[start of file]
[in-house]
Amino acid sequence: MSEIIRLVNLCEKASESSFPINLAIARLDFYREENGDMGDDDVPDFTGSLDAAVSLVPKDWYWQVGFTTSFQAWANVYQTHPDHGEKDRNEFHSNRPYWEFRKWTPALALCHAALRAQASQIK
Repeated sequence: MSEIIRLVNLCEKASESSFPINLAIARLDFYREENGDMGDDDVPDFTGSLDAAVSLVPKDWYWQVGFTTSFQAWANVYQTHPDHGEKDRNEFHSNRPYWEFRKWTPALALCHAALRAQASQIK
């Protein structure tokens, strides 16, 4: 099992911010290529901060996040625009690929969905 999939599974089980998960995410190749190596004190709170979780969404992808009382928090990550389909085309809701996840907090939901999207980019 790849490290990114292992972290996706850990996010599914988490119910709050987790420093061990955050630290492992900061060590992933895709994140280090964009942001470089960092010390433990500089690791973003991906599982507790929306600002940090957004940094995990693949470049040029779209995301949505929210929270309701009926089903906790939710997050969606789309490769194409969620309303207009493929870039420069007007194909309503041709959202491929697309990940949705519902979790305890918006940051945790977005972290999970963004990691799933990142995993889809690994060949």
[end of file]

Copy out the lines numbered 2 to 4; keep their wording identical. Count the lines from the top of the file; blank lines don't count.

Amino acid sequence: MSEIIRLVNLCEKASESSFPINLAIARLDFYREENGDMGDDDVPDFTGSLDAAVSLVPKDWYWQVGFTTSFQAWANVYQTHPDHGEKDRNEFHSNRPYWEFRKWTPALALCHAALRAQASQIK
Repeated sequence: MSEIIRLVNLCEKASESSFPINLAIARLDFYREENGDMGDDDVPDFTGSLDAAVSLVPKDWYWQVGFTTSFQAWANVYQTHPDHGEKDRNEFHSNRPYWEFRKWTPALALCHAALRAQASQIK
């Protein structure tokens, strides 16, 4: 099992911010290529901060996040625009690929969905 999939599974089980998960995410190749190596004190709170979780969404992808009382928090990550389909085309809701996840907090939901999207980019 790849490290990114292992972290996706850990996010599914988490119910709050987790420093061990955050630290492992900061060590992933895709994140280090964009942001470089960092010390433990500089690791973003991906599982507790929306600002940090957004940094995990693949470049040029779209995301949505929210929270309701009926089903906790939710997050969606789309490769194409969620309303207009493929870039420069007007194909309503041709959202491929697309990940949705519902979790305890918006940051945790977005972290999970963004990691799933990142995993889809690994060949």